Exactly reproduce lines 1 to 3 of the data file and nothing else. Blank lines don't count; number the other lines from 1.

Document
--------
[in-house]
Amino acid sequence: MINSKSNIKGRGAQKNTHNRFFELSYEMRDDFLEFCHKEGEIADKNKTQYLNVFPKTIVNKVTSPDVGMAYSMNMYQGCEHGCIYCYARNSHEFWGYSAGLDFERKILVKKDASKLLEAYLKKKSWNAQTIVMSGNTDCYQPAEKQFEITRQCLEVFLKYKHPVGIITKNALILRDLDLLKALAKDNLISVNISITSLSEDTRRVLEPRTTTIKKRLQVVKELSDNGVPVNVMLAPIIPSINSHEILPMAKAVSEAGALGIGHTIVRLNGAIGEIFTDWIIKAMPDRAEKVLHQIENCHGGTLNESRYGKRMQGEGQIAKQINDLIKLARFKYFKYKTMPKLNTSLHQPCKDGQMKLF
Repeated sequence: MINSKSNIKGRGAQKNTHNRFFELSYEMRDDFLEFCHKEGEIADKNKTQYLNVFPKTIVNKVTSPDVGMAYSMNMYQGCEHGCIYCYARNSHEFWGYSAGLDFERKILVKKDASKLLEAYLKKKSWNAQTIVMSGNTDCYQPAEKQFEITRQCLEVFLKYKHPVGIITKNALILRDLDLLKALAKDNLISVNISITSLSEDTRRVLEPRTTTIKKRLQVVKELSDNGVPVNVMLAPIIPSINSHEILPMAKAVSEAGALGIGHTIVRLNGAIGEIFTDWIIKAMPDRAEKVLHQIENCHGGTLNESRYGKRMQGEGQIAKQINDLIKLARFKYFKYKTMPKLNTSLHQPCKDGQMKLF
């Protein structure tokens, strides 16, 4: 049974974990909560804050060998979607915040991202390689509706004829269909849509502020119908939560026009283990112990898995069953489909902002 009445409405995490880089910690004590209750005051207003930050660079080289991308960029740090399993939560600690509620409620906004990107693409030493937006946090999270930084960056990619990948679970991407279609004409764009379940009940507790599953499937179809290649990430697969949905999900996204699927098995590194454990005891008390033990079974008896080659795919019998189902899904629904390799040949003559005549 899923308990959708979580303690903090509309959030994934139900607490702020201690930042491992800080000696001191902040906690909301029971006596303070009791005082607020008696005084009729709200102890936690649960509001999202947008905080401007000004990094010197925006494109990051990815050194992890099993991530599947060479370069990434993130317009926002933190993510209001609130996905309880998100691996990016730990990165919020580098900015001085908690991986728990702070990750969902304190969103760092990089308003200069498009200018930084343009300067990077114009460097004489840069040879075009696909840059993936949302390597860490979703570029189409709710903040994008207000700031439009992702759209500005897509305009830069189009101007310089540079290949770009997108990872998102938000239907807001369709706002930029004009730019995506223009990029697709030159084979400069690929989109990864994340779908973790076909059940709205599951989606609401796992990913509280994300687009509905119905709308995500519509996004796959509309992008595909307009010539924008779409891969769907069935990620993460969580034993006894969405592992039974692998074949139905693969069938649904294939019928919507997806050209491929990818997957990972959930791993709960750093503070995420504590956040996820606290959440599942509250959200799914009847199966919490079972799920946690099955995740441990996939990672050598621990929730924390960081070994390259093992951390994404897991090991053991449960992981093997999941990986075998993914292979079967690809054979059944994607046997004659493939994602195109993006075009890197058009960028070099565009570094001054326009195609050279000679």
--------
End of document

[in-house]
Amino acid sequence: MINSKSNIKGRGAQKNTHNRFFELSYEMRDDFLEFCHKEGEIADKNKTQYLNVFPKTIVNKVTSPDVGMAYSMNMYQGCEHGCIYCYARNSHEFWGYSAGLDFERKILVKKDASKLLEAYLKKKSWNAQTIVMSGNTDCYQPAEKQFEITRQCLEVFLKYKHPVGIITKNALILRDLDLLKALAKDNLISVNISITSLSEDTRRVLEPRTTTIKKRLQVVKELSDNGVPVNVMLAPIIPSINSHEILPMAKAVSEAGALGIGHTIVRLNGAIGEIFTDWIIKAMPDRAEKVLHQIENCHGGTLNESRYGKRMQGEGQIAKQINDLIKLARFKYFKYKTMPKLNTSLHQPCKDGQMKLF
Repeated sequence: MINSKSNIKGRGAQKNTHNRFFELSYEMRDDFLEFCHKEGEIADKNKTQYLNVFPKTIVNKVTSPDVGMAYSMNMYQGCEHGCIYCYARNSHEFWGYSAGLDFERKILVKKDASKLLEAYLKKKSWNAQTIVMSGNTDCYQPAEKQFEITRQCLEVFLKYKHPVGIITKNALILRDLDLLKALAKDNLISVNISITSLSEDTRRVLEPRTTTIKKRLQVVKELSDNGVPVNVMLAPIIPSINSHEILPMAKAVSEAGALGIGHTIVRLNGAIGEIFTDWIIKAMPDRAEKVLHQIENCHGGTLNESRYGKRMQGEGQIAKQINDLIKLARFKYFKYKTMPKLNTSLHQPCKDGQMKLF